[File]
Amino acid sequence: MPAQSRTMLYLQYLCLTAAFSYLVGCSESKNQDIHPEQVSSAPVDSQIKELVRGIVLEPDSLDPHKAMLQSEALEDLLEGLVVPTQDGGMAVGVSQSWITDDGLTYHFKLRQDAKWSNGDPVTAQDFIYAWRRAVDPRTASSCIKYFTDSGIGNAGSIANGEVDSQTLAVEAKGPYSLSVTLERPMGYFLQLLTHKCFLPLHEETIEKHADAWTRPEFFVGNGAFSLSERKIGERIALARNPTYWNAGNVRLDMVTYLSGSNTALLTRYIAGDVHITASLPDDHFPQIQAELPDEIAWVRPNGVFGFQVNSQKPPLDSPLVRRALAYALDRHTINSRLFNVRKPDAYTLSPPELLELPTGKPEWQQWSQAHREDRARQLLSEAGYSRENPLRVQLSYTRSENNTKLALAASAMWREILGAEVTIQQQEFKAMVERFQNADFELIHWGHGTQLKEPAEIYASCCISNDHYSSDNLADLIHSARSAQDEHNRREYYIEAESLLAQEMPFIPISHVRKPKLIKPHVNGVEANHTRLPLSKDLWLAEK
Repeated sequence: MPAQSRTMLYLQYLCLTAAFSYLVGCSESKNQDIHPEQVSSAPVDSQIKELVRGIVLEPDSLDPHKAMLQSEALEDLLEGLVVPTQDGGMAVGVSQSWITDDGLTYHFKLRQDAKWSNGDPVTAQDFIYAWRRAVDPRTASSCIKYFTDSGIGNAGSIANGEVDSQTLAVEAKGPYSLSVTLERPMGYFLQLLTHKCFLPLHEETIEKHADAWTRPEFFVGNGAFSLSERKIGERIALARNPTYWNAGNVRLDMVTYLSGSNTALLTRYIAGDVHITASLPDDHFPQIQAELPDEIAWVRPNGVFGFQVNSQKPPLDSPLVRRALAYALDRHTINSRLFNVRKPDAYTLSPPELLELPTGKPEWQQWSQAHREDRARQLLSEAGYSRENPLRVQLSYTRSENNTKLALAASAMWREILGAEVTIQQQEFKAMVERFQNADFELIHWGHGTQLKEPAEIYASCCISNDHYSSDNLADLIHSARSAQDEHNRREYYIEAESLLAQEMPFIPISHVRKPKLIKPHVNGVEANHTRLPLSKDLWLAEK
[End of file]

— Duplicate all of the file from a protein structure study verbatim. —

Amino acid sequence: MPAQSRTMLYLQYLCLTAAFSYLVGCSESKNQDIHPEQVSSAPVDSQIKELVRGIVLEPDSLDPHKAMLQSEALEDLLEGLVVPTQDGGMAVGVSQSWITDDGLTYHFKLRQDAKWSNGDPVTAQDFIYAWRRAVDPRTASSCIKYFTDSGIGNAGSIANGEVDSQTLAVEAKGPYSLSVTLERPMGYFLQLLTHKCFLPLHEETIEKHADAWTRPEFFVGNGAFSLSERKIGERIALARNPTYWNAGNVRLDMVTYLSGSNTALLTRYIAGDVHITASLPDDHFPQIQAELPDEIAWVRPNGVFGFQVNSQKPPLDSPLVRRALAYALDRHTINSRLFNVRKPDAYTLSPPELLELPTGKPEWQQWSQAHREDRARQLLSEAGYSRENPLRVQLSYTRSENNTKLALAASAMWREILGAEVTIQQQEFKAMVERFQNADFELIHWGHGTQLKEPAEIYASCCISNDHYSSDNLADLIHSARSAQDEHNRREYYIEAESLLAQEMPFIPISHVRKPKLIKPHVNGVEANHTRLPLSKDLWLAEK
Repeated sequence: MPAQSRTMLYLQYLCLTAAFSYLVGCSESKNQDIHPEQVSSAPVDSQIKELVRGIVLEPDSLDPHKAMLQSEALEDLLEGLVVPTQDGGMAVGVSQSWITDDGLTYHFKLRQDAKWSNGDPVTAQDFIYAWRRAVDPRTASSCIKYFTDSGIGNAGSIANGEVDSQTLAVEAKGPYSLSVTLERPMGYFLQLLTHKCFLPLHEETIEKHADAWTRPEFFVGNGAFSLSERKIGERIALARNPTYWNAGNVRLDMVTYLSGSNTALLTRYIAGDVHITASLPDDHFPQIQAELPDEIAWVRPNGVFGFQVNSQKPPLDSPLVRRALAYALDRHTINSRLFNVRKPDAYTLSPPELLELPTGKPEWQQWSQAHREDRARQLLSEAGYSRENPLRVQLSYTRSENNTKLALAASAMWREILGAEVTIQQQEFKAMVERFQNADFELIHWGHGTQLKEPAEIYASCCISNDHYSSDNLADLIHSARSAQDEHNRREYYIEAESLLAQEMPFIPISHVRKPKLIKPHVNGVEANHTRLPLSKDLWLAEK